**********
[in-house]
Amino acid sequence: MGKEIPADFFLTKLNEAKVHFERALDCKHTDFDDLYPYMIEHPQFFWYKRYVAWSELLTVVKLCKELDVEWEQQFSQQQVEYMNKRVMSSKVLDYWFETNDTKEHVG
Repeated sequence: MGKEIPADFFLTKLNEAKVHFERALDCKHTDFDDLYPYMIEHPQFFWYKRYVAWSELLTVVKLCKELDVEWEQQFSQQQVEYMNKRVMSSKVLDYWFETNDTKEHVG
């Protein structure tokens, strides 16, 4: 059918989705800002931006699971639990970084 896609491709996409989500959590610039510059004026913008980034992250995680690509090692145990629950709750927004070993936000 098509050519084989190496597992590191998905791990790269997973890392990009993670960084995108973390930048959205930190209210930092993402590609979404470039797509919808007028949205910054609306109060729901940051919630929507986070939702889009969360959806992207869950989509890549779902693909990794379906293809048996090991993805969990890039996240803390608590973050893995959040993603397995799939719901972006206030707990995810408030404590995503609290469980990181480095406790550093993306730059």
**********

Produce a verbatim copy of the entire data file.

[in-house]
Amino acid sequence: MGKEIPADFFLTKLNEAKVHFERALDCKHTDFDDLYPYMIEHPQFFWYKRYVAWSELLTVVKLCKELDVEWEQQFSQQQVEYMNKRVMSSKVLDYWFETNDTKEHVG
Repeated sequence: MGKEIPADFFLTKLNEAKVHFERALDCKHTDFDDLYPYMIEHPQFFWYKRYVAWSELLTVVKLCKELDVEWEQQFSQQQVEYMNKRVMSSKVLDYWFETNDTKEHVG
């Protein structure tokens, strides 16, 4: 059918989705800002931006699971639990970084 896609491709996409989500959590610039510059004026913008980034992250995680690509090692145990629950709750927004070993936000 098509050519084989190496597992590191998905791990790269997973890392990009993670960084995108973390930048959205930190209210930092993402590609979404470039797509919808007028949205910054609306109060729901940051919630929507986070939702889009969360959806992207869950989509890549779902693909990794379906293809048996090991993805969990890039996240803390608590973050893995959040993603397995799939719901972006206030707990995810408030404590995503609290469980990181480095406790550093993306730059």